We have had statements from three Ministers today outlining the Government's response to the recommendations in the Mahon tribunal report. We certainly welcome some of the initiatives which have been undertaken. The Minister, Deputy Howlin, spoke about the register of lobbyists legislation, which will go to the Joint Oireachtas Committee on Finance, Public Expenditure and Reform. We spoke about the whistleblower legislation, the money laundering legislation and ethics in public life and what the Government proposes to do to improve the legislation. It is important that we do so, not only because it is badly needed but because politics has been damaged by what has been found by the Mahon tribunal. It is incumbent on all of us - those who are members of any political party and those who are not attached to a party - to ensure we never allow circumstances to exist in which people get involved in politics for the wrong reasons, not in the interest of the public good but because of self-interest and financial gain.

The Minister stated that three of the 64 recommendations would not be acted on. He did not say why that is the case and I would be interested in having a discussion on that at a later date. The Minister referred earlier to the electoral Bill and the inclusion of a number of recommendations in that legislation. The Minister for Justice and Equality has already done some work on the whistleblower legislation and there is further work to be done by the Minister for Public Expenditure and Reform on that. The whole process of the publication of the heads of important legislation is constructive and allows us to obtain a wider opinion on Bills; it allows committees - be it the justice or finance committee - to invite interested parties to outline their opinions, which makes for better legislation.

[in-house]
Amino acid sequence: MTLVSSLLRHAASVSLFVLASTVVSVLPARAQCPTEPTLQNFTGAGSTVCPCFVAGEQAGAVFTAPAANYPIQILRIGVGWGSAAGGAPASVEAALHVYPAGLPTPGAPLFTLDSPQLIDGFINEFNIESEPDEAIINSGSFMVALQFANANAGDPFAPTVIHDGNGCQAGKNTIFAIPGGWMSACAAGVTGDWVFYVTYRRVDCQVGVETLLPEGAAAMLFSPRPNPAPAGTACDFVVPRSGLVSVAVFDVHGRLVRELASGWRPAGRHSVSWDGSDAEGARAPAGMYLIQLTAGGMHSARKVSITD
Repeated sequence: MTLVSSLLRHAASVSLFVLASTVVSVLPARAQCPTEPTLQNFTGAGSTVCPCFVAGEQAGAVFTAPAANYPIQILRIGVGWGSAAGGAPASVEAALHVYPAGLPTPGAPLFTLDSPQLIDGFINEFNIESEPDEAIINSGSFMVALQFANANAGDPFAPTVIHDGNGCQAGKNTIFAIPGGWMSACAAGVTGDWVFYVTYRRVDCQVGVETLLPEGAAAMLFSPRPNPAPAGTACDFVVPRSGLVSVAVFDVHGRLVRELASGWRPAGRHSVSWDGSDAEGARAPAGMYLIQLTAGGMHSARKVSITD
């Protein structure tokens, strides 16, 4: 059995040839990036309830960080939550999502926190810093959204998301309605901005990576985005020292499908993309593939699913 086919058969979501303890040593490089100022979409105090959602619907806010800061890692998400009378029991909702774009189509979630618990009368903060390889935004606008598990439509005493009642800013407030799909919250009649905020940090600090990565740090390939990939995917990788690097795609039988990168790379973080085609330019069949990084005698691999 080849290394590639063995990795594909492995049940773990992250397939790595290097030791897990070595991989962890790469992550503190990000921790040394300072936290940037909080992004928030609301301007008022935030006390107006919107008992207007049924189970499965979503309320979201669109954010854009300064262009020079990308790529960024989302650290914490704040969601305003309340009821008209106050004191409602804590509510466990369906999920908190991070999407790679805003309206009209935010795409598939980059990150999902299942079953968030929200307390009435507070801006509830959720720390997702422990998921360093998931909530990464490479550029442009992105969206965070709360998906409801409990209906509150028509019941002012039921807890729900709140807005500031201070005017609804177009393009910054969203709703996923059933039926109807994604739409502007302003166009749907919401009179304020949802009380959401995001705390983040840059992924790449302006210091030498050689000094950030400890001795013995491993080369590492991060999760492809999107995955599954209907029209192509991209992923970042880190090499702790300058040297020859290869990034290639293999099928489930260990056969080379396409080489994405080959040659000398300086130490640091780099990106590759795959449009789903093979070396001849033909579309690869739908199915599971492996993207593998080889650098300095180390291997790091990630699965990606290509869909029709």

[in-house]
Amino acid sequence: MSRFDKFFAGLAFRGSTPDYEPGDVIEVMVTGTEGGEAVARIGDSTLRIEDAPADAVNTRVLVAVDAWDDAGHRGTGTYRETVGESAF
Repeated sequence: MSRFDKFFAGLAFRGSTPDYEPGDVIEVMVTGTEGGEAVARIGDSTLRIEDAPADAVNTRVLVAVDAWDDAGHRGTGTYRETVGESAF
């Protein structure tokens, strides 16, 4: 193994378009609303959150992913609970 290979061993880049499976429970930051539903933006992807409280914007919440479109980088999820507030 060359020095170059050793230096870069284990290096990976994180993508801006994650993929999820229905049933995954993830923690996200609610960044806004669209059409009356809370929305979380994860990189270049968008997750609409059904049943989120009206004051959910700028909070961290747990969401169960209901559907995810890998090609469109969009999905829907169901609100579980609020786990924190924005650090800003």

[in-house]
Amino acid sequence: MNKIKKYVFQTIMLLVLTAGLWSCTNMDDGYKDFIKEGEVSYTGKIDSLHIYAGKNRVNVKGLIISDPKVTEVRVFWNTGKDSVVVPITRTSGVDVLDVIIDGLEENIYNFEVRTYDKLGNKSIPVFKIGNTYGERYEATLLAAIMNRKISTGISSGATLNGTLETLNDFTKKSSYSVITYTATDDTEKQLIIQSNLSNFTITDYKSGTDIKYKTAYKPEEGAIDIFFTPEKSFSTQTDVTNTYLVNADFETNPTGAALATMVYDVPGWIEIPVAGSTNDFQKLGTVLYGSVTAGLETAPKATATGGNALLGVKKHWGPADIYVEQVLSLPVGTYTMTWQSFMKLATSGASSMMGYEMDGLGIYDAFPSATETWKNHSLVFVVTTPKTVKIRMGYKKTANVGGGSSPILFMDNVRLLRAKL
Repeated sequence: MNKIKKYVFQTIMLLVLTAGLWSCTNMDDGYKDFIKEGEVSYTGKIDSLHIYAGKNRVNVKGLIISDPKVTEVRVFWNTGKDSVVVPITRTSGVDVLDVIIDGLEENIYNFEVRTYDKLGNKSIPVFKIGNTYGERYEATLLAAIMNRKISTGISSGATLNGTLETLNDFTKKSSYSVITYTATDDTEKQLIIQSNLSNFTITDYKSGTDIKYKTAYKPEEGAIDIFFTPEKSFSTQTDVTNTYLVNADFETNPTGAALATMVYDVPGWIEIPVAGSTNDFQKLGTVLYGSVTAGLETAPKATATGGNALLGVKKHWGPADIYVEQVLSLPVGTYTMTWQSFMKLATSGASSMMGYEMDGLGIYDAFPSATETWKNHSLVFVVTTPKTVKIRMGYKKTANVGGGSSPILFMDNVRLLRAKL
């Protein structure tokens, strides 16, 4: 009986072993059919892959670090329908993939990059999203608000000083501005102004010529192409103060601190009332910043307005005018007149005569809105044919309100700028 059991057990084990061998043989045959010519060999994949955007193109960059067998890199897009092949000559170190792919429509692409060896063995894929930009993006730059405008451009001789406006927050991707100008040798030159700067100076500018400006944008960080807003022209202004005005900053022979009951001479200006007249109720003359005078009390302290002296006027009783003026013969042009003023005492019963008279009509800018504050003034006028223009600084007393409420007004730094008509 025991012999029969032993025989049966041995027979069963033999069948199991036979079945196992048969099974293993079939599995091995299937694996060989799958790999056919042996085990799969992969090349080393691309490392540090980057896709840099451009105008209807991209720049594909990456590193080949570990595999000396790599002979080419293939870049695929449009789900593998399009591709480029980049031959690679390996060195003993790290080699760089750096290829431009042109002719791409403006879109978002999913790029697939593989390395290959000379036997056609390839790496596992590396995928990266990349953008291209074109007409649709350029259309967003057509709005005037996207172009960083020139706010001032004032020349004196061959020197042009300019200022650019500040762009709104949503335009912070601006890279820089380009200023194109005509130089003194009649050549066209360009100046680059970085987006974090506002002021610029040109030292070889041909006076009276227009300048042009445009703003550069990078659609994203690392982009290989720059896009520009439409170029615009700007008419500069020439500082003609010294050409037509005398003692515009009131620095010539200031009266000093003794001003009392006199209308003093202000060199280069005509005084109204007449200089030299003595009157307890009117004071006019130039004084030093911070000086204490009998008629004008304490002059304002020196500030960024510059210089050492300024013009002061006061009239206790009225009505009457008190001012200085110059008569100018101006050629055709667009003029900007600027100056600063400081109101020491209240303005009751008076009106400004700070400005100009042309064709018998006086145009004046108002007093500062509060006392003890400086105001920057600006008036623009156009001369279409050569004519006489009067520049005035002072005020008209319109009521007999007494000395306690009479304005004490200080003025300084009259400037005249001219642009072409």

In spite of our political differences with the Government parties, Sinn Féin will not be found wanting in its support for any legislation that cleans up politics and ensures that the type of behaviour uncovered in the Mahon tribunal never recurs. We are honoured to represent our constituents and I feel privileged to be in this Chamber and to have the ability to effect change. I find it difficult to believe that some people abuse that power. It has happened and it will happen again unless we put in place the necessary ethics and other legislation to ensure proper standards in public office. If we do not put that on the Statute Book, we too will be guilty of allowing such practices to occur in future.

I found it interesting that the Government chose to have this debate on its response to the Mahon tribunal at the last moment. I can only assume it is part of a fairly concerted strategy over the past couple of weeks to try to end this session of the Dáil on a positive note and give the public the sense that things are moving in the right direction, that the Government is delivering and doing well and that we are on the road towards a better future. Of course, we all hope that is the case, and that this is not just a communications and spin strategy and maybe an emergency response to the disastrous situation that faced the Government in terms of the massive opposition to the unjust household charge.